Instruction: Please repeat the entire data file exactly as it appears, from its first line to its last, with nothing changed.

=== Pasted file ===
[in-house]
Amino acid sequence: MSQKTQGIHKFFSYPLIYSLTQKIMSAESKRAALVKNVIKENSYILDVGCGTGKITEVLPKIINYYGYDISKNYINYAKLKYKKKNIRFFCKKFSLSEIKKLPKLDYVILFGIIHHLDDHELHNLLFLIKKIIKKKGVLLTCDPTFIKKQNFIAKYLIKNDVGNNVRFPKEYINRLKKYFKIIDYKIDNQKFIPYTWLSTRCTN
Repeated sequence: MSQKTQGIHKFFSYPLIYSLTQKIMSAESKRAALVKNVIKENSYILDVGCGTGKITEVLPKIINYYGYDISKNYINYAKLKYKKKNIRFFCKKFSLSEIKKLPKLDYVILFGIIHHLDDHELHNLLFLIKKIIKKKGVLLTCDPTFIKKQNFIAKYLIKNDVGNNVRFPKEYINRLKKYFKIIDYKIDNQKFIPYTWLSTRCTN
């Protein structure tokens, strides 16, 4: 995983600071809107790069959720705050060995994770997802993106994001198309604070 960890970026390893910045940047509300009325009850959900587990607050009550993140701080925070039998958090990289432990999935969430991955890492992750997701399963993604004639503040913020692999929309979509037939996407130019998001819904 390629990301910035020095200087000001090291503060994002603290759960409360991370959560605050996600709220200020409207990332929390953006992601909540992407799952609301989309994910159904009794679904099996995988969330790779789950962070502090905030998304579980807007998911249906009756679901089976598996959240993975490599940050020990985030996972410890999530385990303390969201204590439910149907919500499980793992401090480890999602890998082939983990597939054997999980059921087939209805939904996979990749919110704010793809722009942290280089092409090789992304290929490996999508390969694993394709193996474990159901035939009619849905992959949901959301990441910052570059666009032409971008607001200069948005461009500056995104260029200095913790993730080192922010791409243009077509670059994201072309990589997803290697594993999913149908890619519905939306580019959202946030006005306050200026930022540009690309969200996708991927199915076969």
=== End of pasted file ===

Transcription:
[in-house]
Amino acid sequence: MSQKTQGIHKFFSYPLIYSLTQKIMSAESKRAALVKNVIKENSYILDVGCGTGKITEVLPKIINYYGYDISKNYINYAKLKYKKKNIRFFCKKFSLSEIKKLPKLDYVILFGIIHHLDDHELHNLLFLIKKIIKKKGVLLTCDPTFIKKQNFIAKYLIKNDVGNNVRFPKEYINRLKKYFKIIDYKIDNQKFIPYTWLSTRCTN
Repeated sequence: MSQKTQGIHKFFSYPLIYSLTQKIMSAESKRAALVKNVIKENSYILDVGCGTGKITEVLPKIINYYGYDISKNYINYAKLKYKKKNIRFFCKKFSLSEIKKLPKLDYVILFGIIHHLDDHELHNLLFLIKKIIKKKGVLLTCDPTFIKKQNFIAKYLIKNDVGNNVRFPKEYINRLKKYFKIIDYKIDNQKFIPYTWLSTRCTN
């Protein structure tokens, strides 16, 4: 995983600071809107790069959720705050060995994770997802993106994001198309604070 960890970026390893910045940047509300009325009850959900587990607050009550993140701080925070039998958090990289432990999935969430991955890492992750997701399963993604004639503040913020692999929309979509037939996407130019998001819904 390629990301910035020095200087000001090291503060994002603290759960409360991370959560605050996600709220200020409207990332929390953006992601909540992407799952609301989309994910159904009794679904099996995988969330790779789950962070502090905030998304579980807007998911249906009756679901089976598996959240993975490599940050020990985030996972410890999530385990303390969201204590439910149907919500499980793992401090480890999602890998082939983990597939054997999980059921087939209805939904996979990749919110704010793809722009942290280089092409090789992304290929490996999508390969694993394709193996474990159901035939009619849905992959949901959301990441910052570059666009032409971008607001200069948005461009500056995104260029200095913790993730080192922010791409243009077509670059994201072309990589997803290697594993999913149908890619519905939306580019959202946030006005306050200026930022540009690309969200996708991927199915076969």